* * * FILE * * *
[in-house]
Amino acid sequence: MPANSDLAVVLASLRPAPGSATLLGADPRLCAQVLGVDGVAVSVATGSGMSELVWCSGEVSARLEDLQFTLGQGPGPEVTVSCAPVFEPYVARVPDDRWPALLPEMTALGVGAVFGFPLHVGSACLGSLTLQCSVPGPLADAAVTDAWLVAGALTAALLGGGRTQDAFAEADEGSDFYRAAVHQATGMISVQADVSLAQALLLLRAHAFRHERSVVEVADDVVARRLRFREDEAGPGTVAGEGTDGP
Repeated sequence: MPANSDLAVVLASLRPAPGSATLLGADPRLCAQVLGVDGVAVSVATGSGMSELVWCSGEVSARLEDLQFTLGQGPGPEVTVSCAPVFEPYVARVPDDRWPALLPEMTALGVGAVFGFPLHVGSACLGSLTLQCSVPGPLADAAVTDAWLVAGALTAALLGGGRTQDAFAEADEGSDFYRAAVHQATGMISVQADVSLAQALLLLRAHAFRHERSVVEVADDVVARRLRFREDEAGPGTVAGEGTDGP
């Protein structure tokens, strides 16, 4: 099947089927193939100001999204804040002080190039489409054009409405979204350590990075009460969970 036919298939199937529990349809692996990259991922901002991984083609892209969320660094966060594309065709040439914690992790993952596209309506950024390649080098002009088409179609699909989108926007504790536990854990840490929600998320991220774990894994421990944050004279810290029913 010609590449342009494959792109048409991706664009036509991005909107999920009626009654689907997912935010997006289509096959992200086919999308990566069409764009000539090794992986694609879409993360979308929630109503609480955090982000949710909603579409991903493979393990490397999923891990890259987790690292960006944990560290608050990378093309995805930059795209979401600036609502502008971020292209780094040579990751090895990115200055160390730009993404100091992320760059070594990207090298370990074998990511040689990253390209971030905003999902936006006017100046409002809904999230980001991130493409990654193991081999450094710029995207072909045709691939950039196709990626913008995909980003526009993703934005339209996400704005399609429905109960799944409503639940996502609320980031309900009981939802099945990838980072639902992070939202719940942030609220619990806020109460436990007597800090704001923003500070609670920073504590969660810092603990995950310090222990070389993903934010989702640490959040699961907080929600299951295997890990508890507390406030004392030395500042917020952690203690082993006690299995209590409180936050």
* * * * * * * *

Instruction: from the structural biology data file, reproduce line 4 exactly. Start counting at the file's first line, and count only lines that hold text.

């Protein structure tokens, strides 16, 4: 099947089927193939100001999204804040002080190039489409054009409405979204350590990075009460969970 036919298939199937529990349809692996990259991922901002991984083609892209969320660094966060594309065709040439914690992790993952596209309506950024390649080098002009088409179609699909989108926007504790536990854990840490929600998320991220774990894994421990944050004279810290029913 010609590449342009494959792109048409991706664009036509991005909107999920009626009654689907997912935010997006289509096959992200086919999308990566069409764009000539090794992986694609879409993360979308929630109503609480955090982000949710909603579409991903493979393990490397999923891990890259987790690292960006944990560290608050990378093309995805930059795209979401600036609502502008971020292209780094040579990751090895990115200055160390730009993404100091992320760059070594990207090298370990074998990511040689990253390209971030905003999902936006006017100046409002809904999230980001991130493409990654193991081999450094710029995207072909045709691939950039196709990626913008995909980003526009993703934005339209996400704005399609429905109960799944409503639940996502609320980031309900009981939802099945990838980072639902992070939202719940942030609220619990806020109460436990007597800090704001923003500070609670920073504590969660810092603990995950310090222990070389993903934010989702640490959040699961907080929600299951295997890990508890507390406030004392030395500042917020952690203690082993006690299995209590409180936050």